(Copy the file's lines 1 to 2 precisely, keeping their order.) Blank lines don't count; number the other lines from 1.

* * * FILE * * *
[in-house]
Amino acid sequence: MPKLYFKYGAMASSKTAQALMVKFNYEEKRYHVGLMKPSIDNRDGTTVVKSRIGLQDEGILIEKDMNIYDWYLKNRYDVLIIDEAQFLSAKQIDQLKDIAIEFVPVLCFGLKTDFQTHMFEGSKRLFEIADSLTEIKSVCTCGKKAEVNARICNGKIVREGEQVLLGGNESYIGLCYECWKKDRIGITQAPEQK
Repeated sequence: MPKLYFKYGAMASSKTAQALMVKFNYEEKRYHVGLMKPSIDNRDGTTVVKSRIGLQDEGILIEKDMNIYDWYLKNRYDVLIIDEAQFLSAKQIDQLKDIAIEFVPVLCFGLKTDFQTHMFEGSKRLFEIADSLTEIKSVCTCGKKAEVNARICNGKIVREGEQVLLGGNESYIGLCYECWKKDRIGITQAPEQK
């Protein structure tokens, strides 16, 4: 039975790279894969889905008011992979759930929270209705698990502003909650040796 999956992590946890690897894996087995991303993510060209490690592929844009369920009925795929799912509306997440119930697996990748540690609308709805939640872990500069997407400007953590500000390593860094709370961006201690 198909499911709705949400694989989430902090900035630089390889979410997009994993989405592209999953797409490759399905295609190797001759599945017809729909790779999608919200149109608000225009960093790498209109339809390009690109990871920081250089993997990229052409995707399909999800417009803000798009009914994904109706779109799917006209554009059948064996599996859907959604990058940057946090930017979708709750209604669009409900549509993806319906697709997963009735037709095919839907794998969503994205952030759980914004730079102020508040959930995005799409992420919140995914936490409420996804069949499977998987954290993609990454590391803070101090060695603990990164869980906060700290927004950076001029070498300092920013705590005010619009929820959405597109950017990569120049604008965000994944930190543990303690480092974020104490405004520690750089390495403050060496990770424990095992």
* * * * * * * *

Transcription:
[in-house]
Amino acid sequence: MPKLYFKYGAMASSKTAQALMVKFNYEEKRYHVGLMKPSIDNRDGTTVVKSRIGLQDEGILIEKDMNIYDWYLKNRYDVLIIDEAQFLSAKQIDQLKDIAIEFVPVLCFGLKTDFQTHMFEGSKRLFEIADSLTEIKSVCTCGKKAEVNARICNGKIVREGEQVLLGGNESYIGLCYECWKKDRIGITQAPEQK